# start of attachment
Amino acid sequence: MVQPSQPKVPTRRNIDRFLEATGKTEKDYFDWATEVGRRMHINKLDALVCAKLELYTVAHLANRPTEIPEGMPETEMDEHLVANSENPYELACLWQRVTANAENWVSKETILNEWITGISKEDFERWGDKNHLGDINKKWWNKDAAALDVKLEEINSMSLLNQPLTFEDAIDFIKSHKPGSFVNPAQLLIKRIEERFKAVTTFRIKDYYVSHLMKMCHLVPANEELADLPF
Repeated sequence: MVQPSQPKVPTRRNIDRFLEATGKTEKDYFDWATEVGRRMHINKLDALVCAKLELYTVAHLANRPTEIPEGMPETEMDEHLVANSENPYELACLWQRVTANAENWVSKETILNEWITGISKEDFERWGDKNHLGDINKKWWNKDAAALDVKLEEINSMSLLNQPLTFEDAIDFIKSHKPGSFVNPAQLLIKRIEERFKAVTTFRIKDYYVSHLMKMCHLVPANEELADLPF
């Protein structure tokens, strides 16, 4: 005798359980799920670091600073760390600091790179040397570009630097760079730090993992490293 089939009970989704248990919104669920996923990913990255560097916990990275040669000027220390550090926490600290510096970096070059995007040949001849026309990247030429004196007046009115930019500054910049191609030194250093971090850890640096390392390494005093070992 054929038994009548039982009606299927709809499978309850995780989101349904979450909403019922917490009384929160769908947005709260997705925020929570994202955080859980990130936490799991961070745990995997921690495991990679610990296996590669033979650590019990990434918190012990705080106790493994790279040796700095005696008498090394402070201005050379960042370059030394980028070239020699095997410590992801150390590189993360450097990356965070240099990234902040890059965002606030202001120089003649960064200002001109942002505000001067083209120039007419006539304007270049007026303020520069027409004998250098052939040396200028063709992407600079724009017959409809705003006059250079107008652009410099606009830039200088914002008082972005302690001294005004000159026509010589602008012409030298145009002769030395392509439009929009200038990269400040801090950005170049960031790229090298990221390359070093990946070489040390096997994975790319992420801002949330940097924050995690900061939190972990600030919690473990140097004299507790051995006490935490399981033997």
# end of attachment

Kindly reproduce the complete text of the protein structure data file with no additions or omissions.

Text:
Amino acid sequence: MVQPSQPKVPTRRNIDRFLEATGKTEKDYFDWATEVGRRMHINKLDALVCAKLELYTVAHLANRPTEIPEGMPETEMDEHLVANSENPYELACLWQRVTANAENWVSKETILNEWITGISKEDFERWGDKNHLGDINKKWWNKDAAALDVKLEEINSMSLLNQPLTFEDAIDFIKSHKPGSFVNPAQLLIKRIEERFKAVTTFRIKDYYVSHLMKMCHLVPANEELADLPF
Repeated sequence: MVQPSQPKVPTRRNIDRFLEATGKTEKDYFDWATEVGRRMHINKLDALVCAKLELYTVAHLANRPTEIPEGMPETEMDEHLVANSENPYELACLWQRVTANAENWVSKETILNEWITGISKEDFERWGDKNHLGDINKKWWNKDAAALDVKLEEINSMSLLNQPLTFEDAIDFIKSHKPGSFVNPAQLLIKRIEERFKAVTTFRIKDYYVSHLMKMCHLVPANEELADLPF
């Protein structure tokens, strides 16, 4: 005798359980799920670091600073760390600091790179040397570009630097760079730090993992490293 089939009970989704248990919104669920996923990913990255560097916990990275040669000027220390550090926490600290510096970096070059995007040949001849026309990247030429004196007046009115930019500054910049191609030194250093971090850890640096390392390494005093070992 054929038994009548039982009606299927709809499978309850995780989101349904979450909403019922917490009384929160769908947005709260997705925020929570994202955080859980990130936490799991961070745990995997921690495991990679610990296996590669033979650590019990990434918190012990705080106790493994790279040796700095005696008498090394402070201005050379960042370059030394980028070239020699095997410590992801150390590189993360450097990356965070240099990234902040890059965002606030202001120089003649960064200002001109942002505000001067083209120039007419006539304007270049007026303020520069027409004998250098052939040396200028063709992407600079724009017959409809705003006059250079107008652009410099606009830039200088914002008082972005302690001294005004000159026509010589602008012409030298145009002769030395392509439009929009200038990269400040801090950005170049960031790229090298990221390359070093990946070489040390096997994975790319992420801002949330940097924050995690900061939190972990600030919690473990140097004299507790051995006490935490399981033997």